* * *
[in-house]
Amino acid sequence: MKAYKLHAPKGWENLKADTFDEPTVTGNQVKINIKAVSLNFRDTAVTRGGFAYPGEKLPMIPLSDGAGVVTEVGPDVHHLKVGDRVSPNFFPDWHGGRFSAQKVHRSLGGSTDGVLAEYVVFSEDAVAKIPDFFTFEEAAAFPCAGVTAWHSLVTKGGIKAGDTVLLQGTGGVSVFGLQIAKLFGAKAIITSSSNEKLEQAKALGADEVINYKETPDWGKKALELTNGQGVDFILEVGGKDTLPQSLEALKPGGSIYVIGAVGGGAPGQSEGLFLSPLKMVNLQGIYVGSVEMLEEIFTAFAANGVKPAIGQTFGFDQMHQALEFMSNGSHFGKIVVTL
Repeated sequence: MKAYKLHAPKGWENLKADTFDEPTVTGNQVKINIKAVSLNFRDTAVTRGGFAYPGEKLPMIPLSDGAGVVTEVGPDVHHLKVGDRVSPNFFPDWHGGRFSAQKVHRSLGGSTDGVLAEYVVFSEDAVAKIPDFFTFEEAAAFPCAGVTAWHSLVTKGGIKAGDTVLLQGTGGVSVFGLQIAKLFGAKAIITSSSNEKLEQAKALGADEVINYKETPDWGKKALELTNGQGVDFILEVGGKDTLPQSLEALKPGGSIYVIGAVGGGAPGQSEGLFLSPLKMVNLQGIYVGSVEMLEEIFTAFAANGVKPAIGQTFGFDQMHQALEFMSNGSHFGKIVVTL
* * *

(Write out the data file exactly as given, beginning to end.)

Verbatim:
[in-house]
Amino acid sequence: MKAYKLHAPKGWENLKADTFDEPTVTGNQVKINIKAVSLNFRDTAVTRGGFAYPGEKLPMIPLSDGAGVVTEVGPDVHHLKVGDRVSPNFFPDWHGGRFSAQKVHRSLGGSTDGVLAEYVVFSEDAVAKIPDFFTFEEAAAFPCAGVTAWHSLVTKGGIKAGDTVLLQGTGGVSVFGLQIAKLFGAKAIITSSSNEKLEQAKALGADEVINYKETPDWGKKALELTNGQGVDFILEVGGKDTLPQSLEALKPGGSIYVIGAVGGGAPGQSEGLFLSPLKMVNLQGIYVGSVEMLEEIFTAFAANGVKPAIGQTFGFDQMHQALEFMSNGSHFGKIVVTL
Repeated sequence: MKAYKLHAPKGWENLKADTFDEPTVTGNQVKINIKAVSLNFRDTAVTRGGFAYPGEKLPMIPLSDGAGVVTEVGPDVHHLKVGDRVSPNFFPDWHGGRFSAQKVHRSLGGSTDGVLAEYVVFSEDAVAKIPDFFTFEEAAAFPCAGVTAWHSLVTKGGIKAGDTVLLQGTGGVSVFGLQIAKLFGAKAIITSSSNEKLEQAKALGADEVINYKETPDWGKKALELTNGQGVDFILEVGGKDTLPQSLEALKPGGSIYVIGAVGGGAPGQSEGLFLSPLKMVNLQGIYVGSVEMLEEIFTAFAANGVKPAIGQTFGFDQMHQALEFMSNGSHFGKIVVTL